FDA, Customs seek harmonization on advance notice rules for imports
The U.S. Food and Drug Administration and Customs and Border Protection announced a plan to harmonize separate but related security programs that seek electronic pre-filing of shipping data by importers and carriers in order to lessen the burden on industry.
Last December, FDA began requiring that companies submit advance notice of food imports two hours ahead of arrival via truck, four hours before arrival by air or rail, and eight hours notice if by ocean vessel.
At the same time, Customs published rules requiring companies to assist with targeting of high-risk shipments by electronically filing manifests one hour before arrival by truck or 30 minutes in advance for pre-approved carriers and importers participating in the Fast and Secure Trade program; two hours before arrival for railroads; and four hours before arrival for air cargo operators, unless the flight is of shorter duration and subject to 'wheels up' notice.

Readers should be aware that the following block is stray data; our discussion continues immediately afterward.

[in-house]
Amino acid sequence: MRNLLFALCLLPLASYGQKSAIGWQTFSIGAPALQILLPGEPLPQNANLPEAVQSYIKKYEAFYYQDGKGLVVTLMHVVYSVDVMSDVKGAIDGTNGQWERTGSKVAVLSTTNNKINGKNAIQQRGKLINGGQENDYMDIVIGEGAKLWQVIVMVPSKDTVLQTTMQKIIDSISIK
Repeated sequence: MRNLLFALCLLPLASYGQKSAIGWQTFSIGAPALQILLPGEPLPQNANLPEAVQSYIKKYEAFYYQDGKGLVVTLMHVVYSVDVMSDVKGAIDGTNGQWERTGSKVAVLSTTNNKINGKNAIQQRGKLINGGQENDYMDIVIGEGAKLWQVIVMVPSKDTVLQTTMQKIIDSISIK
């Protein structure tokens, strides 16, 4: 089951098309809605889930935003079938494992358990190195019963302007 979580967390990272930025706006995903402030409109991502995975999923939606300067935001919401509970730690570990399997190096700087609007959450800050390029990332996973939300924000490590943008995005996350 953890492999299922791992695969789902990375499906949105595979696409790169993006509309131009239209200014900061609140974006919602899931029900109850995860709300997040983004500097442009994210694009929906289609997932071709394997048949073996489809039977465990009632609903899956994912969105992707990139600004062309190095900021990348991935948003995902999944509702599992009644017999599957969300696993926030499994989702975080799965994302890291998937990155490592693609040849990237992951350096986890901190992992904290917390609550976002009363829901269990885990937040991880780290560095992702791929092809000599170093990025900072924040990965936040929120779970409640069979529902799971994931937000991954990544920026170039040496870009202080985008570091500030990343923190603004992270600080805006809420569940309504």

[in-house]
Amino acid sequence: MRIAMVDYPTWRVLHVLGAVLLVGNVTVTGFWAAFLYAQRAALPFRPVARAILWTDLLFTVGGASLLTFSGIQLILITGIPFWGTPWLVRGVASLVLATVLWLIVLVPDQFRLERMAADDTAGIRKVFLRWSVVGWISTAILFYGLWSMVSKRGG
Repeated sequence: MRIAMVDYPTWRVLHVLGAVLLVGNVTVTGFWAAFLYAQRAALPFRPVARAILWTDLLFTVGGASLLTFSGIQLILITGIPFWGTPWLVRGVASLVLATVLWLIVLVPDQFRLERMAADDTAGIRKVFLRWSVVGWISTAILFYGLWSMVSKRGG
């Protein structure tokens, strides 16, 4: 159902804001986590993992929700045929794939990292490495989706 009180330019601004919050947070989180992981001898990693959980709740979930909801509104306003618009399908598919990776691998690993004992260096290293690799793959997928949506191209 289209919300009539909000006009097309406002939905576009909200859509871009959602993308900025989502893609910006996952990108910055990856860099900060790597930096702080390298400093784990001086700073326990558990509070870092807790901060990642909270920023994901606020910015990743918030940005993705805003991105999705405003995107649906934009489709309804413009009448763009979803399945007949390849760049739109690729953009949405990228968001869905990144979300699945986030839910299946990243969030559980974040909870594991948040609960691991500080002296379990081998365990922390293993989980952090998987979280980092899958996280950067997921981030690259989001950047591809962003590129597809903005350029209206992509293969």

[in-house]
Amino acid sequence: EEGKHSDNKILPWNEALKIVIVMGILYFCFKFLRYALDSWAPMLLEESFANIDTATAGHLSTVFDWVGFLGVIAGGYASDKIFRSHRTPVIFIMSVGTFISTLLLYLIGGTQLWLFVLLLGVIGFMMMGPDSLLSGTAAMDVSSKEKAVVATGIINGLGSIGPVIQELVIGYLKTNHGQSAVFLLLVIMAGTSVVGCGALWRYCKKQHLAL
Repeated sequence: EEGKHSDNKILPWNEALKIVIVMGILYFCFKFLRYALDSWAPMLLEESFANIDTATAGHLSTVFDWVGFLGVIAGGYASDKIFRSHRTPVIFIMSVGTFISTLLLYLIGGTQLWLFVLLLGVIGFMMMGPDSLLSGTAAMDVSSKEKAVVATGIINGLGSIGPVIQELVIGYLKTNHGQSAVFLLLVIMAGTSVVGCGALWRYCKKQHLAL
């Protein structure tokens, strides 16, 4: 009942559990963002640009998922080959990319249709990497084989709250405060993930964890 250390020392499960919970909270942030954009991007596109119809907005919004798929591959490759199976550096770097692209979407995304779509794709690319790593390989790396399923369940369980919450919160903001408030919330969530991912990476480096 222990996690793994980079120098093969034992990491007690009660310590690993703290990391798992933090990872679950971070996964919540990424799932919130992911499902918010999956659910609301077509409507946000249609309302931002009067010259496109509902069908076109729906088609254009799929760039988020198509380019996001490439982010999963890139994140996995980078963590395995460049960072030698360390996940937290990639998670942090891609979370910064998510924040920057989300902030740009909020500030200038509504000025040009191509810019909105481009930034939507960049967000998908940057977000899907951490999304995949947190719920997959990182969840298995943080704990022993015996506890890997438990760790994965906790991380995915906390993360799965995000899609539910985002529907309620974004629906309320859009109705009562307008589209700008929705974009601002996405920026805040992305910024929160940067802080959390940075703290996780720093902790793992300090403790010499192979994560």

The Customs rules were in addition to the existing 24-hour rule for ocean carriers to file cargo information prior to loading a vessel.
Customs Commissioner Robert Bonner has said that creating a single timeline for submitting advance electronic information is a priority.
Under a new plan to achieve that goal, the two agencies will spend two months beginning Aug. 12 assessing existing procedures and staffing needed to receive, review and respond to prior notice submissions.
The second phase of the integration plan, from Oct. 13 to Nov. 12, will focus on identifying changes to work practices and staffing necessary to determine if FDA could continue to process all prior notice submissions with reduced timeframes.
From Nov. 13 to Feb. 12, 2005 FDA and Customs plan to implement necessary changes and adjust procedures to accommodate shorter prior notice timeframes.
The agencies said they expect to issue a final Prior Notice rule, incorporating this plan and comments from industry, in March 2005.
'The evaluation of whether to reduce the timeframes for prior notice review will depend on the level of compliance industry achieves during the assessment,' the agencies said in a joint statement. 'If we are unable to make such an assessment, our intended timeframe for issuing a prior notice final rule may be delayed.'